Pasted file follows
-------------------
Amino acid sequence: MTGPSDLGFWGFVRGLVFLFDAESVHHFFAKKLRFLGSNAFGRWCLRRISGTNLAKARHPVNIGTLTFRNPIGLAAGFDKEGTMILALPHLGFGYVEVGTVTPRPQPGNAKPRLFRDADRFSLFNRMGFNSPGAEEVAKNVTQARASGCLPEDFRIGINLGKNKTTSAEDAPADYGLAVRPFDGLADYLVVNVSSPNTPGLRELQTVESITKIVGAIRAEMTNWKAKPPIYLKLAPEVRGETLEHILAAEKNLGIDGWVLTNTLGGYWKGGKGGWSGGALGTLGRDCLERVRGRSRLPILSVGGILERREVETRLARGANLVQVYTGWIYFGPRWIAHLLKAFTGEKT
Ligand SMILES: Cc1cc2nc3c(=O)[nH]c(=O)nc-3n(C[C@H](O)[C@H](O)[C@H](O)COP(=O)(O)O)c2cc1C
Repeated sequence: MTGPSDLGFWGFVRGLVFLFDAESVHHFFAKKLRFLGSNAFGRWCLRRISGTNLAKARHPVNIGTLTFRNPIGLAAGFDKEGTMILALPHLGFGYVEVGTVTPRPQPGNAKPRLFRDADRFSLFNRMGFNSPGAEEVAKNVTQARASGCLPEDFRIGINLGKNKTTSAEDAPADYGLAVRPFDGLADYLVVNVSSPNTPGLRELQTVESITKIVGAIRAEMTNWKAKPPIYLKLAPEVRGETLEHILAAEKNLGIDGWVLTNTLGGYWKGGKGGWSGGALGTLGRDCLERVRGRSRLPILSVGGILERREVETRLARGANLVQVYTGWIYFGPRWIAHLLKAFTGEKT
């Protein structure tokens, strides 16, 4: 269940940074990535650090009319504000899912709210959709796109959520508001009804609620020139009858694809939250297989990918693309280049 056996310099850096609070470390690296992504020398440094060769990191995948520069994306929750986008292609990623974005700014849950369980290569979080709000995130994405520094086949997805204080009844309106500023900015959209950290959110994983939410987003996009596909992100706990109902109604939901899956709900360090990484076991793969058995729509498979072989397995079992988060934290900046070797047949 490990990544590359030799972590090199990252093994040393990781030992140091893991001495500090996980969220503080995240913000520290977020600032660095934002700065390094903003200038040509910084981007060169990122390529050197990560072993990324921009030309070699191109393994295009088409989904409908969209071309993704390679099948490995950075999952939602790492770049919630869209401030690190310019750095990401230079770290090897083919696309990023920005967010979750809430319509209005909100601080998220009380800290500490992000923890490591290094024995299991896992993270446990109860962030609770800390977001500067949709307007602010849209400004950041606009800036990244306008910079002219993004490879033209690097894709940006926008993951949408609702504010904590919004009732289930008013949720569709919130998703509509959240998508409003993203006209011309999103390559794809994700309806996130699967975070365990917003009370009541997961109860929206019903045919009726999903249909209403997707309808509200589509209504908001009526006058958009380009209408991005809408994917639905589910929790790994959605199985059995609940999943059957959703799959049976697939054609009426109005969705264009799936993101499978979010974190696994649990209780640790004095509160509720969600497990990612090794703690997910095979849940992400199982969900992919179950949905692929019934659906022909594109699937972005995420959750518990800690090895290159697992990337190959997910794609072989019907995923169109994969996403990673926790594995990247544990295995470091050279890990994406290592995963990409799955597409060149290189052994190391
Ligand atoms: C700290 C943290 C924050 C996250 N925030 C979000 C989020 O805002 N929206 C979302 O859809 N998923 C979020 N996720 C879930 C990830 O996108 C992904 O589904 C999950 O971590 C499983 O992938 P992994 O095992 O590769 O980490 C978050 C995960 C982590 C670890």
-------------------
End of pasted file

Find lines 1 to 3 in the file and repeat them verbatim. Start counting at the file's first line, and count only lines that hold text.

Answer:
Amino acid sequence: MTGPSDLGFWGFVRGLVFLFDAESVHHFFAKKLRFLGSNAFGRWCLRRISGTNLAKARHPVNIGTLTFRNPIGLAAGFDKEGTMILALPHLGFGYVEVGTVTPRPQPGNAKPRLFRDADRFSLFNRMGFNSPGAEEVAKNVTQARASGCLPEDFRIGINLGKNKTTSAEDAPADYGLAVRPFDGLADYLVVNVSSPNTPGLRELQTVESITKIVGAIRAEMTNWKAKPPIYLKLAPEVRGETLEHILAAEKNLGIDGWVLTNTLGGYWKGGKGGWSGGALGTLGRDCLERVRGRSRLPILSVGGILERREVETRLARGANLVQVYTGWIYFGPRWIAHLLKAFTGEKT
Ligand SMILES: Cc1cc2nc3c(=O)[nH]c(=O)nc-3n(C[C@H](O)[C@H](O)[C@H](O)COP(=O)(O)O)c2cc1C
Repeated sequence: MTGPSDLGFWGFVRGLVFLFDAESVHHFFAKKLRFLGSNAFGRWCLRRISGTNLAKARHPVNIGTLTFRNPIGLAAGFDKEGTMILALPHLGFGYVEVGTVTPRPQPGNAKPRLFRDADRFSLFNRMGFNSPGAEEVAKNVTQARASGCLPEDFRIGINLGKNKTTSAEDAPADYGLAVRPFDGLADYLVVNVSSPNTPGLRELQTVESITKIVGAIRAEMTNWKAKPPIYLKLAPEVRGETLEHILAAEKNLGIDGWVLTNTLGGYWKGGKGGWSGGALGTLGRDCLERVRGRSRLPILSVGGILERREVETRLARGANLVQVYTGWIYFGPRWIAHLLKAFTGEKT